Keen settlers of lands across their empire, the resident Roman soldiers, administrators and merchants had largely merged with the locals to form the beginnings of the Spanish nation, providing it with its language by the 5th century AD. It was at this time when the largest displacement of people Europe had ever seen was about to begin.

Like a ripple effect in a pond, the uneasy stirrings of Mongol tribes far away across the Eurasian landmass had a domino effect that was to signal the end of the Roman Empire and change a continent for good. The Mongols displaced Turkic tribes westwards who, in turn, pushed Slavs into Germanic lands, causing a rising tension and level of disorder across the population. This later turned into a mass movement which broke the defences of the Roman Empire, sending hordes of warlike Germanic tribes spilling into Southern Europe. Once there, they established their dominance, building warrior kingdoms to compete with one another.

By the eve of the Muslim invasion of the Iberian Peninsula, in 711 AD, the Visigoths, Suevi and Vandals had started to integrate with the local population, but another mass migration was about to disturb the balance once more. Like the Germanic warlords, the Arab rulers of Andalucía may not have been as numerous as their power would suggest, but it is clear that, together with Berbers from North Africa, they did make an impact not only on many elements of Andalusian culture but also on its ethnic composition.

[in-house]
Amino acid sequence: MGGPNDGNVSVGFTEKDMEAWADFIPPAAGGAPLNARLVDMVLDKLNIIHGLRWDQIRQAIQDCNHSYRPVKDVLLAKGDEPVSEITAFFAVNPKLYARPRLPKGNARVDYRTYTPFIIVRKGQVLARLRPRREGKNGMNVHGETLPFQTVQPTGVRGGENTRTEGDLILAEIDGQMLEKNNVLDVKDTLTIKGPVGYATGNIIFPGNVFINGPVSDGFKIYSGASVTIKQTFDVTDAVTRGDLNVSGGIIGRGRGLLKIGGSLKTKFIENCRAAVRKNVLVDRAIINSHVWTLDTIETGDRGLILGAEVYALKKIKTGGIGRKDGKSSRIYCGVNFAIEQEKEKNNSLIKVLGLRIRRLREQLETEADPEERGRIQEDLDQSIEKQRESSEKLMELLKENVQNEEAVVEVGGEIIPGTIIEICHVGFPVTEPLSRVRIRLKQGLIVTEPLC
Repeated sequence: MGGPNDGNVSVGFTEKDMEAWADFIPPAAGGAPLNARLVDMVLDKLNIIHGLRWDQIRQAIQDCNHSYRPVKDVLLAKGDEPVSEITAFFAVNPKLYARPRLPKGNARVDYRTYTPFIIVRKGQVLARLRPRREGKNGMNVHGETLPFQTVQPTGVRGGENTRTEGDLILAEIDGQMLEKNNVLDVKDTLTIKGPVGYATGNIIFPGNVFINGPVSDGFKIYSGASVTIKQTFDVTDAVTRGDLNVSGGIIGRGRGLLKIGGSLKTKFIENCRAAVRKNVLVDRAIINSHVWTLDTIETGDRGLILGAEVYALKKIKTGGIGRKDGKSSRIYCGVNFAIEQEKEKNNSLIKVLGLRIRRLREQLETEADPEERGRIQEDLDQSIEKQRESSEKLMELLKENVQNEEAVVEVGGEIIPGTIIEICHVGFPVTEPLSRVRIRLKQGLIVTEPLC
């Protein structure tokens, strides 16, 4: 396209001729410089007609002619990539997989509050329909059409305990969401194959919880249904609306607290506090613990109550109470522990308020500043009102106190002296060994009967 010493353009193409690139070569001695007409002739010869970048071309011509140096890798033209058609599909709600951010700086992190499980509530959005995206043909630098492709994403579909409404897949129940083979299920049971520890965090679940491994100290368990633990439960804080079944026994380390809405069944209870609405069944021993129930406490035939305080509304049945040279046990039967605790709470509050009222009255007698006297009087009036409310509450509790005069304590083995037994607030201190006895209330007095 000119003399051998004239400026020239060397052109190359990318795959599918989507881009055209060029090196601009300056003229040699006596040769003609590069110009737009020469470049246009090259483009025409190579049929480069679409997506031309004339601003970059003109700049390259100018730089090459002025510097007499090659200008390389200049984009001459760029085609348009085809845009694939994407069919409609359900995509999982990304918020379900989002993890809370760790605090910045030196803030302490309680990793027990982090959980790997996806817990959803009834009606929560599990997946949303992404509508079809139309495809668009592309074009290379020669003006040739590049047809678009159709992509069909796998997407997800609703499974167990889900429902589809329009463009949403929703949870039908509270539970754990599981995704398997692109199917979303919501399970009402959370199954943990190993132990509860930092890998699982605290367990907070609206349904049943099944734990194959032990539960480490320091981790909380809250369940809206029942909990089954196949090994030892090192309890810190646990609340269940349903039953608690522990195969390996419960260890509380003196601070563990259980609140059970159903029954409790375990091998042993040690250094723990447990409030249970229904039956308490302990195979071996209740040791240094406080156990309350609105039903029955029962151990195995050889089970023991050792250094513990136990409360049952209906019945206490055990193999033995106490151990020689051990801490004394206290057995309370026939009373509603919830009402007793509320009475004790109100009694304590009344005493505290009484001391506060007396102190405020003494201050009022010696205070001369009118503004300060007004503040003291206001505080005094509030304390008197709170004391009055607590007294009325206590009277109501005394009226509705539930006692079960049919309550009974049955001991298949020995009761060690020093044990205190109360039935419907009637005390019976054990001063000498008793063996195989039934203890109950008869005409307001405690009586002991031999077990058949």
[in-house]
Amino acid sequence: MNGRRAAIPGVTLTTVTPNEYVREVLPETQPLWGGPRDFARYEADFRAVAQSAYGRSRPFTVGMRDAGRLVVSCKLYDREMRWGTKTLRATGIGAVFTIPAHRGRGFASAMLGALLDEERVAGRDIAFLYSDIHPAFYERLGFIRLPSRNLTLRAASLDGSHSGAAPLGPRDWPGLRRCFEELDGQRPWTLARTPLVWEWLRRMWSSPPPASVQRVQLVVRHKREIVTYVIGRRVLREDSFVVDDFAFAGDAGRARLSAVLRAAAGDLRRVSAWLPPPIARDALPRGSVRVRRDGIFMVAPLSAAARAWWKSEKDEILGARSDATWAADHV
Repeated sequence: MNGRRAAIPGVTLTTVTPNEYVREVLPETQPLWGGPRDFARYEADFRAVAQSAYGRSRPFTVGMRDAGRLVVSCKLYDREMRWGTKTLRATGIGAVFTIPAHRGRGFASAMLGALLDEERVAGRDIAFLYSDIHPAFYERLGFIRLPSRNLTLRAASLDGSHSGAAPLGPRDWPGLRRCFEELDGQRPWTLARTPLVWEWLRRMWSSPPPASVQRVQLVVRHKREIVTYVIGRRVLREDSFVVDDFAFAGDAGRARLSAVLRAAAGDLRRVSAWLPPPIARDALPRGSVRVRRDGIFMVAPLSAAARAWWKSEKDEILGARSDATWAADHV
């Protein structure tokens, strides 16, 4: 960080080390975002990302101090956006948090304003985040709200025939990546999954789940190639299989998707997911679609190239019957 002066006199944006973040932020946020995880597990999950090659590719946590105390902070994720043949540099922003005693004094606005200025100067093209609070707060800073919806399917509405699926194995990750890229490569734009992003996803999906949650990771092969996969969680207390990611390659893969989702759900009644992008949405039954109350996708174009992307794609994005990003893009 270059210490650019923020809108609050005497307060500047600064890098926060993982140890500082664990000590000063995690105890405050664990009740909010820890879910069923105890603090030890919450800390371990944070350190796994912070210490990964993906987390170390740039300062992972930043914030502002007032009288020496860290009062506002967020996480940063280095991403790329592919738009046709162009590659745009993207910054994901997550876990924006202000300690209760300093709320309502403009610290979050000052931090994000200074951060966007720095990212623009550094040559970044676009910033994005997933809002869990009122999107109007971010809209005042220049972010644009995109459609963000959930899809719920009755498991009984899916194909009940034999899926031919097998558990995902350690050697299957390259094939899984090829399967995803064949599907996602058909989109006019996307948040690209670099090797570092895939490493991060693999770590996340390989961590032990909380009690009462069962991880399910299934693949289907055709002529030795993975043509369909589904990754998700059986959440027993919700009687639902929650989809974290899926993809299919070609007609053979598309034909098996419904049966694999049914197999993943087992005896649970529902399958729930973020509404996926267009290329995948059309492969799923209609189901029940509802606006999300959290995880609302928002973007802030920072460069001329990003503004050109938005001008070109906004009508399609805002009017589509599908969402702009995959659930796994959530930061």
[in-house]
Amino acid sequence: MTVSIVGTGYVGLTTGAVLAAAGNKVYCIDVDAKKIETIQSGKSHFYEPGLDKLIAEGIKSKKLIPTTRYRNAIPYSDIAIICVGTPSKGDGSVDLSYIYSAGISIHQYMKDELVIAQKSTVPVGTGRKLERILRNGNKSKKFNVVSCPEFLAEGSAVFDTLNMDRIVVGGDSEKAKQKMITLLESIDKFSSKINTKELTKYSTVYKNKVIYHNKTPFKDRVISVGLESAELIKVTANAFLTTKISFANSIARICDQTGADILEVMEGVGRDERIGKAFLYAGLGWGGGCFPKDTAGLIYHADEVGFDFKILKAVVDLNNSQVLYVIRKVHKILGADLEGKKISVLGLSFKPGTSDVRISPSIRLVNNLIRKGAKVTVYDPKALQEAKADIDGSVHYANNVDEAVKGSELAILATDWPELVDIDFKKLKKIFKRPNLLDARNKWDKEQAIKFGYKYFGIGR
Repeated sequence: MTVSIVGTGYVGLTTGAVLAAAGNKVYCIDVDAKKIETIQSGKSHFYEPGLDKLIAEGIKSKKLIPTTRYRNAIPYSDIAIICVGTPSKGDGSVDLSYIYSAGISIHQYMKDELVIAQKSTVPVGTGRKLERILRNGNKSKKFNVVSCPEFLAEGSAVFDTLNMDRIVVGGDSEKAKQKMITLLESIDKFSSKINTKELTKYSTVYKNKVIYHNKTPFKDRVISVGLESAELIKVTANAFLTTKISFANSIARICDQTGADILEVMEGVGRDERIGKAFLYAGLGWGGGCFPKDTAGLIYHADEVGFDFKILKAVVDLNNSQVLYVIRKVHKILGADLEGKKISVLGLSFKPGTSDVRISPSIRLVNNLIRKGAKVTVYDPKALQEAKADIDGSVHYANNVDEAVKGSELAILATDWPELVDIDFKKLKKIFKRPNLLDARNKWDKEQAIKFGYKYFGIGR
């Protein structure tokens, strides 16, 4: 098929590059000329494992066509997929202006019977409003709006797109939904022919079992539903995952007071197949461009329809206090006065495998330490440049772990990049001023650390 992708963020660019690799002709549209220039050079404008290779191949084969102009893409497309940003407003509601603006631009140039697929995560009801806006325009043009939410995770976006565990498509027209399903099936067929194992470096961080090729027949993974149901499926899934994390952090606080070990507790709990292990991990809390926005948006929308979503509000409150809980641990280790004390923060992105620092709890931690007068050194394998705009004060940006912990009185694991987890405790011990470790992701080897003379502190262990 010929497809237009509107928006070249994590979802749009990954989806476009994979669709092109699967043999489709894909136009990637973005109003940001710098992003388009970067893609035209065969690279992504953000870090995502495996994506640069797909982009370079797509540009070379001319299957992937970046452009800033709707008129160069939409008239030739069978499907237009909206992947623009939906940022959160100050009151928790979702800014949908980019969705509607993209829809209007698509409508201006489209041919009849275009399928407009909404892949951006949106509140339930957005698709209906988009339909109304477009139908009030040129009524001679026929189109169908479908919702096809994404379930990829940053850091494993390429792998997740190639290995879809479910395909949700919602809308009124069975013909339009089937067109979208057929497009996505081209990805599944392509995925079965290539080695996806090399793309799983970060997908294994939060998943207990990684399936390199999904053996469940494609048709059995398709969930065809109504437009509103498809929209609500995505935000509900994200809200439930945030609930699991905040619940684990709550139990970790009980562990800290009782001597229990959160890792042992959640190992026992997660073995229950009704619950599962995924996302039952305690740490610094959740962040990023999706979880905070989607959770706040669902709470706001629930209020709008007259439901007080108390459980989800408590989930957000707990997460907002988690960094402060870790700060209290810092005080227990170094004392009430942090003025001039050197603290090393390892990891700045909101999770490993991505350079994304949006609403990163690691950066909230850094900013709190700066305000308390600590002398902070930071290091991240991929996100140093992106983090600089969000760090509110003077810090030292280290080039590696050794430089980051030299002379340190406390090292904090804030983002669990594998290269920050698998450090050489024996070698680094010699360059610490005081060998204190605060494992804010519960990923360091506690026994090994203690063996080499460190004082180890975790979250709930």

Today’s Andalucia

When, after seven centuries of fighting, the Christians drove the Muslims from their last vestige in Granada, they attempted to secure the region by expelling Moors, Berbers and Jews from Spain. In what would today be called ethnic cleansing, they replaced the former conquerors with immigrants from northern Spain but overlooked the Gypsies who had moved into the country during the Middle Ages. In spite of the fact these dark-skinned nomads escaped expulsion, they would never quite assimilate, unlike those descendants of the Moors who converted to Christianity and melted into the mainstream.

If this long and often bloody journey has shaped the Spanish people, both physically and culturally, and somewhat offers an explanation as to how you can spot blond, swarthy, pale, aquiline-nosed and exotically dark Andalusians within a single glance, our own time seems set to usher in a whole new population-defining chapter.

The Ethnic Diversity of Andalucía by and copyright of Michel Cruz, for more information visit his web site at